In the midst of the revolution, Hessler often traveled to digs at Amarna and Abydos, where locals live beside the tombs of kings and courtiers, a landscape that they call simply al-Madfuna “the Buried.” He and his wife set out to master Arabic, striking up a friendship with their instructor, a cynical political sophisticate. They also befriended Peter’s translator, a gay man struggling to find happiness in Egypt’s homophobic culture. A different kind of friendship was formed with the neighborhood garbage collector, an illiterate but highly perceptive man named Sayyid, whose access to the trash of Cairo would be its own kind of archaeological excavation. Hessler also met a family of Chinese small-business owners in the lingerie trade; their view of the country proved a bracing counterpoint to the West’s conventional wisdom.

TBR Book Tag

I discovered this book tag through ‘Feed the Crime‘s blog.

How do you keep track of your TBR list?

I mainly keep track of my TBR list through keeping a mental checklist of what I would currently love to read. I also have most of them listed on Goodreads, but I don’t focus on that too much.

Is your TBR mostly print or e-book?

My TBR is mainly print books. I have some on my Kindle also, but not many.

How do you determine which book from your TBR to read next?

Since this month I’m participating in Asian Readathon, I’m focusing on books that stick to that format. Aside from that, I’m mainly a mood reader.

A book that has been on your TBR the longest.

Image result for image of the fault in our stars
One day I’ll read this!

A book that you recently added to your TBR.

Image result for Image Shatter Me

A book on your TBR list strictly because of it’s beautiful cover.

I don’t follow this, I purchase them because I’m interested in reading them.

A book on your TBR that you never plan on actually reading.

A book of Grimm’s Fairy Tales. A co-worker gave me a copy during last year’s Secret Santa.

An unpublished book on your TBR that you’re excited for.

Image result for images Color Me In
Color Me In by Natasha Diaz. Thank you NetGalley!

A book on your TBR everyone has read but you.

Image result for images The Gilded Wolves
The Gilded Wolves by Roshani Chokshi

A book on your TBR everyone recommends to you.

Image result for images book cover American Gods
American Gods by Neil Gaiman

A book on your TBR you’re very excited to read.

Image result for image the tea girl of hummingbird lane lisa see
The Tea Girl of Hummingbird Lane by Lisa See. I love this author!

The number of books on your Goodreads TBR shelf.

I have 32 on my TBR shelf. But I have more than that lol

Asian Readathon Blog #2

I’m now at Chapter 10 of ‘Girls of Paper and Fire’. There is a lot of build-up as Lei and the other Paper Girls prepare to meet the Demon King. There’s also lots of history about aristocratic women and their fashion sense, along with deep-rooted class differences between Paper and Steel castes. I really appreciate Lei’s growing bond with her personal maid. It provides her a link to a (very small) network of female companions. I’m trying not to get my hopes up too much, since this is an emotional story, revolving around a group of nine women vying for the King’s attention. I do like what I’m reading though.

Asian Readathon Blog #1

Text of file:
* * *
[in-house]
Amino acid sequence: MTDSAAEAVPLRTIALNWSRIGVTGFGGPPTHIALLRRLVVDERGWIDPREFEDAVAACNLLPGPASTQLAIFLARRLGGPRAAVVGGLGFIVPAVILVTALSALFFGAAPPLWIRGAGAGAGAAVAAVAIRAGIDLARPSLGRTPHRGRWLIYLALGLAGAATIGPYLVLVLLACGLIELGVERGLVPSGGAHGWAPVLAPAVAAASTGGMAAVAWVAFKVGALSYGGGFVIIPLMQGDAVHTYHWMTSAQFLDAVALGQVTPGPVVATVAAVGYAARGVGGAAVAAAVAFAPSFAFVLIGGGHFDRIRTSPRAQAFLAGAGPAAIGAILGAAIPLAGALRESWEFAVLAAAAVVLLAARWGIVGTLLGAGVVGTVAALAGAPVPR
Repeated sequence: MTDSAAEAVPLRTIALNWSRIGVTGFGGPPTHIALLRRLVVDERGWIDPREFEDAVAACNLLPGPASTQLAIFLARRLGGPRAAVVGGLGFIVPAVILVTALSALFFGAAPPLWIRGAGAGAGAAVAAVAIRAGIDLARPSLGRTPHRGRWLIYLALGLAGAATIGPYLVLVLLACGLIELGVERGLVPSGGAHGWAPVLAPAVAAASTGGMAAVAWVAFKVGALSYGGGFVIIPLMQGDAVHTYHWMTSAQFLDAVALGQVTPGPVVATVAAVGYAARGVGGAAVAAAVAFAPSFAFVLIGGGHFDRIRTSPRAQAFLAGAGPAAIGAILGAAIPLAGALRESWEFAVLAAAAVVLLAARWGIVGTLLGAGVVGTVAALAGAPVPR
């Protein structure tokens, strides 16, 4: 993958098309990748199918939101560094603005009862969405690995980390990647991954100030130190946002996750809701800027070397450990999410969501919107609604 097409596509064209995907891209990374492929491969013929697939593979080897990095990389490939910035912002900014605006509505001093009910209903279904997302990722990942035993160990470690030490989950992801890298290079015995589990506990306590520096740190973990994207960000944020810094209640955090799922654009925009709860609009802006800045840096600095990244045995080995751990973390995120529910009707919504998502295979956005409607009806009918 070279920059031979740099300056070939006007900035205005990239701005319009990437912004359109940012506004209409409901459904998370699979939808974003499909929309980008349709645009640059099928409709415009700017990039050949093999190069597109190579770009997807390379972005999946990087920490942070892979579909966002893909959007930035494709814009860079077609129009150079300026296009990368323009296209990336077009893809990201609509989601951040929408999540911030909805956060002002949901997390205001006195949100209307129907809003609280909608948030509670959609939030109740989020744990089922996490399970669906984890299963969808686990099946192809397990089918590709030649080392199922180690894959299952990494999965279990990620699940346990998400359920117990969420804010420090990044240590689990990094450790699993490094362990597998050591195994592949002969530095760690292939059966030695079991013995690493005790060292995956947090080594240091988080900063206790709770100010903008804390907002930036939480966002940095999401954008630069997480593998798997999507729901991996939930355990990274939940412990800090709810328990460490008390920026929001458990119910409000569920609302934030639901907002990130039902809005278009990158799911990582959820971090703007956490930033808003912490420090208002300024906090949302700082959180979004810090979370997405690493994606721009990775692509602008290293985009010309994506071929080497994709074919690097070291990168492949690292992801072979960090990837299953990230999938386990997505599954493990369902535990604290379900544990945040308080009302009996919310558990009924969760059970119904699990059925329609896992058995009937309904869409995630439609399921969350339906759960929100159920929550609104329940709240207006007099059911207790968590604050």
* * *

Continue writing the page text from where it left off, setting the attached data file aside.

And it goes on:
At the moment I’m reading ‘Girls of Paper and Fire’ by Natasha Ngan. I’m a little over 50 pages into the story. I really appreciated the trigger warning of violence and sexual assault before the novel begins, and it’s pretty accurate. Despite reading some intense content within the first couple chapters, I’m still enjoying the book. The world building of Ikhara is also very in depth, and I’m completely taken in with the many clans/castes in each region.

Although I’m reading ‘Girls of Paper and Fire’, I’m also reading ‘Crooked Kingdom’. I’m pacing my reading so I don’t become too overwhelmed with several books at once.

Independent Bookstore Day Book Haul

Since Independent Bookstore Day was over the weekend, Andy and I couldn’t wait to make our visits to local bookstores within Hunterdon County. We set our sights on three local stores, with a last minute stop over to Pennsylvania to visit a book store that has many wonderful titles.


Our first stop was over to Act2 Books in Flemington, NJ. This location has many Classical books, along with Contemporary and Sci-Fi/Fantasy selections. I had fun browsing the selections available, and settled on picking up Pride and Prejudice by Jane Austen. I already had a copy of this book on my old Nook, but it’s still packed away in a box from a recent move. I also own a physical copy of a Pride and Prejudice retelling (Pride & Prejudice and Zombies), but don’t want to begin that without reading the story that started it all!

We then drove around the corner, and down Main Street to visit Twice Told Tales/Moonstone Mystery Bookstore. This location has a bigger section of Children/YA books, as well as Adult Literature and many Mystery selections. I stopped by Twice Told Tales a month ago to search for the first book in the Merry Gentry series by Laurell K. Hamilton. I was unsuccessful, but I purchased Shatter Me by Tahereh Mafi instead. I haven’t began reading it yet, but I’m looking forward to it! Yesterday I bought Hollow City by Ransom Riggs. Hollow City is the 2nd installment of the Miss Peregrine series.

Our third bookstore visit was at The Book Garden in Frenchtown, NJ. This is a lovely shop set in a home. I love the way the titles are set up throughout the rooms of this small home. I also adore the little gnome sitting on the front steps of the shop! The Book Garden has a pretty decent selection of adult and children’s books. I purchased a copy of ‘The Yellow Wallpaper’ by Charlotte Perkins Gilman, and ‘Are You My Mother’ by Dr. Seuss. I was also given an Advance Readers’ Copy of ‘Prarie Fever’ by Michael Parker, which was a pleasant surprise! The Book Garden’s strong pull towards community outreach and networking reminds me of the Bank Street Bookstore in New York City. Bank Street Bookstore primarily caters to educators, yet its drive to connect with community and diversity is extensive.